Reason #1 – He has a great story. He grew up on an island that has no golf course and didn’t touch a golf club until he was sixteen. When he did take up the game, after a teacher suggested he would do well at it, he had a three hour journey (one way) to get to the closest golf course. During his obligatory two-year term in the South Korean Army, he practiced his golf swing by hitting pine cones with the butt of his rifle. He was the first Korean to earn his PGA playing card, as well as the first to win on the Tour.

Reason #2 – He is generous. Last year he donated $100,000 to Japanese flood victims. In 2008 he won the Sony Open and gave a third ($320,000) of his earnings to the victims’ families of a warehouse fire in Seoul, Korea.

Reason #3 – He loves Jesus. In a 2003 interview Choi said, “I was first introduced to Christ in December of 1992 when I started dating my wife. She told me about the Lord and the Church and why it was good to have faith in God. And naturally I took her advice and after awhile, I felt it helped me and made me feel comfortable and gain patience. It also helped me concentrate more when it came to golf.” When he lived in Houston, one of his pastors wrote of his devotion: “He is also a member of our church and a devout Christian….and never misses a Sunday worship service or Wednesday prayer meeting when he is in town.”

Modesty – The Forgotten Virtue

As we think about the value of mothers this weekend, we cannot help but think about how far our culture is straying from the biblical description of what the standard should be for women. This includes Christian women who have never been taught modesty.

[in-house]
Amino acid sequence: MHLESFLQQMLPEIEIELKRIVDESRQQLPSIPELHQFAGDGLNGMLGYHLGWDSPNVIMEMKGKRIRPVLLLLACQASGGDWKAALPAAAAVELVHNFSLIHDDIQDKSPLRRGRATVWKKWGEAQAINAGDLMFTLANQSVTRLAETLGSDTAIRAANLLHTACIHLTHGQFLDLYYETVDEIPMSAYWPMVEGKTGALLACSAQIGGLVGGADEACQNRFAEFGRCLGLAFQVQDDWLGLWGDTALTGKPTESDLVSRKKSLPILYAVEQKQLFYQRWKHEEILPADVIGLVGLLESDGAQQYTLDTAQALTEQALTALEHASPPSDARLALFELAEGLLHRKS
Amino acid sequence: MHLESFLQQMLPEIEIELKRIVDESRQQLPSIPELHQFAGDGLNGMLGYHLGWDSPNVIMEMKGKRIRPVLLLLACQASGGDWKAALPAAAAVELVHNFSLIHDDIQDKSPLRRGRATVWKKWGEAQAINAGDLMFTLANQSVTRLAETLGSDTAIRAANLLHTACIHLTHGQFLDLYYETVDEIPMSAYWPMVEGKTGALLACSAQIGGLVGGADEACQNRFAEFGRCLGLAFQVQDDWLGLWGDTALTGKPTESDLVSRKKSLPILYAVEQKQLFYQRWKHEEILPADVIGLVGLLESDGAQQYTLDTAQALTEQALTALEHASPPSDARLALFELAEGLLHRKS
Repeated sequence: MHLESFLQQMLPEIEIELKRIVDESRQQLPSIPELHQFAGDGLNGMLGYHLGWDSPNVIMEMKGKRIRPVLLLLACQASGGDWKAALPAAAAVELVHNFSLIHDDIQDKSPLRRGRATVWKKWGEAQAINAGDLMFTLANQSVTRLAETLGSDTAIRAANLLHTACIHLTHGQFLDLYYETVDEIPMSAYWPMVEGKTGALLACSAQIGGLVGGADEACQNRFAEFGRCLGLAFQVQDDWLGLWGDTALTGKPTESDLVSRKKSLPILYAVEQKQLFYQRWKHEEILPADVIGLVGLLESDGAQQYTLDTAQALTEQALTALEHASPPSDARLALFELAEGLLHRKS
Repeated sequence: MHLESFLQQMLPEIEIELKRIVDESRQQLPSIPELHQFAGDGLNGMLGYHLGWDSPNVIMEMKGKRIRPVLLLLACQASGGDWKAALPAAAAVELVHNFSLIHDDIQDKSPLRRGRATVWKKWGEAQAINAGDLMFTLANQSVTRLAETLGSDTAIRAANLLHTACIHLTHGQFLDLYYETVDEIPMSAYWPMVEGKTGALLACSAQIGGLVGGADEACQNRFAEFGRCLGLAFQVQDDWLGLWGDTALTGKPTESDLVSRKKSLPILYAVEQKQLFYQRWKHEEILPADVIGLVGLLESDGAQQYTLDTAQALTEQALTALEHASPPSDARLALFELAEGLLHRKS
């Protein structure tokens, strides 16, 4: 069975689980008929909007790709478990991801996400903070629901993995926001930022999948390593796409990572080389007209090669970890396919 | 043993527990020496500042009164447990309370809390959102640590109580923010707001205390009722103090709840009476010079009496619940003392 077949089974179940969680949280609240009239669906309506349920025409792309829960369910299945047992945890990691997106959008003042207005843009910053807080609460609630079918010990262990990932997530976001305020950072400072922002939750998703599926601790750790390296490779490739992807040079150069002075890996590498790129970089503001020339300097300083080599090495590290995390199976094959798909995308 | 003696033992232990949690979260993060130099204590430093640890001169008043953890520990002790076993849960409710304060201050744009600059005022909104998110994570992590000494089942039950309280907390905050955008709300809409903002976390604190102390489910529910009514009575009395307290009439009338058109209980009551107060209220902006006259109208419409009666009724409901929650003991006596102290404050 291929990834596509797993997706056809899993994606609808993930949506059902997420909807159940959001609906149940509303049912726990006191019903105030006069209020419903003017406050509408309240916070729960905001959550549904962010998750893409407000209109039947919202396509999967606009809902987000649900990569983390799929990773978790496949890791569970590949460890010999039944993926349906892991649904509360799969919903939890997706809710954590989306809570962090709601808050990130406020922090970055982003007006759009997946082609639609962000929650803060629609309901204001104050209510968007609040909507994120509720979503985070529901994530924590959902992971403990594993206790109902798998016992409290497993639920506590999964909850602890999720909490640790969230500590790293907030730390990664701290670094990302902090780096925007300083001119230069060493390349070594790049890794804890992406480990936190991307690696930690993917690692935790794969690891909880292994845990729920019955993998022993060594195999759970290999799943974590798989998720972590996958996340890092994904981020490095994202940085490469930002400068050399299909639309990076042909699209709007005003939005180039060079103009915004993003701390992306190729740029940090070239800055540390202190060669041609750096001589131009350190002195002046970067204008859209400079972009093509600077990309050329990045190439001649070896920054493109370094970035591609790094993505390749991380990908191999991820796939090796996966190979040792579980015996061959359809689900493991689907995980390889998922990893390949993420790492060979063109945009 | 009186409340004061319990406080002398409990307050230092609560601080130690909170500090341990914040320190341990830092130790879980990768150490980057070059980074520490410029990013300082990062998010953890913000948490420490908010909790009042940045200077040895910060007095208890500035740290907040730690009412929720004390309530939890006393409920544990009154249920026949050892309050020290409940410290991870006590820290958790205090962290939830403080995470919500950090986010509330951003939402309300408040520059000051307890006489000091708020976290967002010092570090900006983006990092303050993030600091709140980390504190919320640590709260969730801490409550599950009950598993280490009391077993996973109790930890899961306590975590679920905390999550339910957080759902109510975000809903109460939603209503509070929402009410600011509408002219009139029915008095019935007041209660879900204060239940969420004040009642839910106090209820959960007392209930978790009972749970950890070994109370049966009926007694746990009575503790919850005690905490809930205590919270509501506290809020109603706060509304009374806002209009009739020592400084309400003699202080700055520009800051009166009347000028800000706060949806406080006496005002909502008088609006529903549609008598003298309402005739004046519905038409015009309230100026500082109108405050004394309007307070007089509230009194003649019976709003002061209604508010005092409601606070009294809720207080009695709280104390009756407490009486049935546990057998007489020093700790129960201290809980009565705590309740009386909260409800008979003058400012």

Several years ago we came across these outstanding resources from the Mahaney family. First a message from C. J. Mahaney:

(Note: when Mahaney talks about PDI, he is talking about the former name of the church planting movement he started, which has since been renamed Sovereign Grace Ministries)

The ladies of his family wrote this wonderful little booklet to help Christian women discern how to dress appropriately:

Happy 400th to the King James Version!

May 2, 1611 – The King James Version Bible (KJV) was first published. No other book in the history of the world has had a greater impact than this edition of the Bible. The KJV  is a masterpiece from both a literary and a scholarly perspective. Over fifty scholars collaborated in producing this monumental work that has ministered truth to millions over four centuries. Praise be to God for His Word!